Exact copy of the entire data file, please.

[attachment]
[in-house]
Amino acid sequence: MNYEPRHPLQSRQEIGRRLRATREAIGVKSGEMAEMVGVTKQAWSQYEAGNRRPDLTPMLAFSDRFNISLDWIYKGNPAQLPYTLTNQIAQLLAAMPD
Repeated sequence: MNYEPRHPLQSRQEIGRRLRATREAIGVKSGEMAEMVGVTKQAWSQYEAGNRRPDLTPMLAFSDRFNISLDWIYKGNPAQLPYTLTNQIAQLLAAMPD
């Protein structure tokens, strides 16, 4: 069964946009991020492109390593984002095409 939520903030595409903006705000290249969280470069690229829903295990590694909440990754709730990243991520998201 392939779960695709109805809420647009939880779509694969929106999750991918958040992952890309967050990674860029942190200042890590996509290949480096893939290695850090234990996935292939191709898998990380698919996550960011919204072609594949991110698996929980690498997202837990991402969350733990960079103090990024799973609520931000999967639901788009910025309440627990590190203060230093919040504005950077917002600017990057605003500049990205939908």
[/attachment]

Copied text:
[in-house]
Amino acid sequence: MNYEPRHPLQSRQEIGRRLRATREAIGVKSGEMAEMVGVTKQAWSQYEAGNRRPDLTPMLAFSDRFNISLDWIYKGNPAQLPYTLTNQIAQLLAAMPD
Repeated sequence: MNYEPRHPLQSRQEIGRRLRATREAIGVKSGEMAEMVGVTKQAWSQYEAGNRRPDLTPMLAFSDRFNISLDWIYKGNPAQLPYTLTNQIAQLLAAMPD
């Protein structure tokens, strides 16, 4: 069964946009991020492109390593984002095409 939520903030595409903006705000290249969280470069690229829903295990590694909440990754709730990243991520998201 392939779960695709109805809420647009939880779509694969929106999750991918958040992952890309967050990674860029942190200042890590996509290949480096893939290695850090234990996935292939191709898998990380698919996550960011919204072609594949991110698996929980690498997202837990991402969350733990960079103090990024799973609520931000999967639901788009910025309440627990590190203060230093919040504005950077917002600017990057605003500049990205939908």